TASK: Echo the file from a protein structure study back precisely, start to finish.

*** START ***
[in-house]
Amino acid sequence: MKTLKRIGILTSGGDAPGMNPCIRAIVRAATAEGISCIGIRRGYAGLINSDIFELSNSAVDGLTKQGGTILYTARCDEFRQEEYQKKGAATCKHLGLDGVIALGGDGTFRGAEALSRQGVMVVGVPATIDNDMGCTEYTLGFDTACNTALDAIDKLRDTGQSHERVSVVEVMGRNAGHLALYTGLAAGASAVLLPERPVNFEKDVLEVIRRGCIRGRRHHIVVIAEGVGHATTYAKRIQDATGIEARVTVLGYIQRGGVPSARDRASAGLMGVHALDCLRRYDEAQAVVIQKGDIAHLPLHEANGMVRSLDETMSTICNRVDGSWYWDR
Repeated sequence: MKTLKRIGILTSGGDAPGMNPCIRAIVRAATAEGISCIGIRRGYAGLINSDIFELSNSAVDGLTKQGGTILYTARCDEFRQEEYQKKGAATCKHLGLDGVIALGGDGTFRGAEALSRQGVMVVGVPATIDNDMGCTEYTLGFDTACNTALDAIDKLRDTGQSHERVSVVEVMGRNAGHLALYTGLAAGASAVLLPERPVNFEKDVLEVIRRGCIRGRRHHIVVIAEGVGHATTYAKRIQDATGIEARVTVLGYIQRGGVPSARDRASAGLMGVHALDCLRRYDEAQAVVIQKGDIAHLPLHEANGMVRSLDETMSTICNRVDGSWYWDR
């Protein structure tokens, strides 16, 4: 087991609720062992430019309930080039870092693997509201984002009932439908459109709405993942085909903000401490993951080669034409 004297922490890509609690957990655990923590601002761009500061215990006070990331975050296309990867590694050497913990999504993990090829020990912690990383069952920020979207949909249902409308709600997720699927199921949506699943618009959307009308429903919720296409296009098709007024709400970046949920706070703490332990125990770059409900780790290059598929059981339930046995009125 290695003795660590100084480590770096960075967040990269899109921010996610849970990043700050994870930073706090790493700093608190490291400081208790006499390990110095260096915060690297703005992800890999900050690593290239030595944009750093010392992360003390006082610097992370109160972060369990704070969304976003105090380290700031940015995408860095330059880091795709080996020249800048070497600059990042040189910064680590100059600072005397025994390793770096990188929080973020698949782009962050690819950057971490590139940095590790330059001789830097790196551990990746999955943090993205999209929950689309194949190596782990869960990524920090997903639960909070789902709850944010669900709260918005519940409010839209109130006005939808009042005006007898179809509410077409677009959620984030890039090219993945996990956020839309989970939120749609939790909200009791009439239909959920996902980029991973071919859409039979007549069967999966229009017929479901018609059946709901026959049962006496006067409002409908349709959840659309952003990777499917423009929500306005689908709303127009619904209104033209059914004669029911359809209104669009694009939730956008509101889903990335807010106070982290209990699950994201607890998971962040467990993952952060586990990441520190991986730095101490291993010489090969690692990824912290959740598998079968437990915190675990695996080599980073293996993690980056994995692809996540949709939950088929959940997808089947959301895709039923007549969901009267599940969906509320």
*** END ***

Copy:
[in-house]
Amino acid sequence: MKTLKRIGILTSGGDAPGMNPCIRAIVRAATAEGISCIGIRRGYAGLINSDIFELSNSAVDGLTKQGGTILYTARCDEFRQEEYQKKGAATCKHLGLDGVIALGGDGTFRGAEALSRQGVMVVGVPATIDNDMGCTEYTLGFDTACNTALDAIDKLRDTGQSHERVSVVEVMGRNAGHLALYTGLAAGASAVLLPERPVNFEKDVLEVIRRGCIRGRRHHIVVIAEGVGHATTYAKRIQDATGIEARVTVLGYIQRGGVPSARDRASAGLMGVHALDCLRRYDEAQAVVIQKGDIAHLPLHEANGMVRSLDETMSTICNRVDGSWYWDR
Repeated sequence: MKTLKRIGILTSGGDAPGMNPCIRAIVRAATAEGISCIGIRRGYAGLINSDIFELSNSAVDGLTKQGGTILYTARCDEFRQEEYQKKGAATCKHLGLDGVIALGGDGTFRGAEALSRQGVMVVGVPATIDNDMGCTEYTLGFDTACNTALDAIDKLRDTGQSHERVSVVEVMGRNAGHLALYTGLAAGASAVLLPERPVNFEKDVLEVIRRGCIRGRRHHIVVIAEGVGHATTYAKRIQDATGIEARVTVLGYIQRGGVPSARDRASAGLMGVHALDCLRRYDEAQAVVIQKGDIAHLPLHEANGMVRSLDETMSTICNRVDGSWYWDR
């Protein structure tokens, strides 16, 4: 087991609720062992430019309930080039870092693997509201984002009932439908459109709405993942085909903000401490993951080669034409 004297922490890509609690957990655990923590601002761009500061215990006070990331975050296309990867590694050497913990999504993990090829020990912690990383069952920020979207949909249902409308709600997720699927199921949506699943618009959307009308429903919720296409296009098709007024709400970046949920706070703490332990125990770059409900780790290059598929059981339930046995009125 290695003795660590100084480590770096960075967040990269899109921010996610849970990043700050994870930073706090790493700093608190490291400081208790006499390990110095260096915060690297703005992800890999900050690593290239030595944009750093010392992360003390006082610097992370109160972060369990704070969304976003105090380290700031940015995408860095330059880091795709080996020249800048070497600059990042040189910064680590100059600072005397025994390793770096990188929080973020698949782009962050690819950057971490590139940095590790330059001789830097790196551990990746999955943090993205999209929950689309194949190596782990869960990524920090997903639960909070789902709850944010669900709260918005519940409010839209109130006005939808009042005006007898179809509410077409677009959620984030890039090219993945996990956020839309989970939120749609939790909200009791009439239909959920996902980029991973071919859409039979007549069967999966229009017929479901018609059946709901026959049962006496006067409002409908349709959840659309952003990777499917423009929500306005689908709303127009619904209104033209059914004669029911359809209104669009694009939730956008509101889903990335807010106070982290209990699950994201607890998971962040467990993952952060586990990441520190991986730095101490291993010489090969690692990824912290959740598998079968437990915190675990695996080599980073293996993690980056994995692809996540949709939950088929959940997808089947959301895709039923007549969901009267599940969906509320």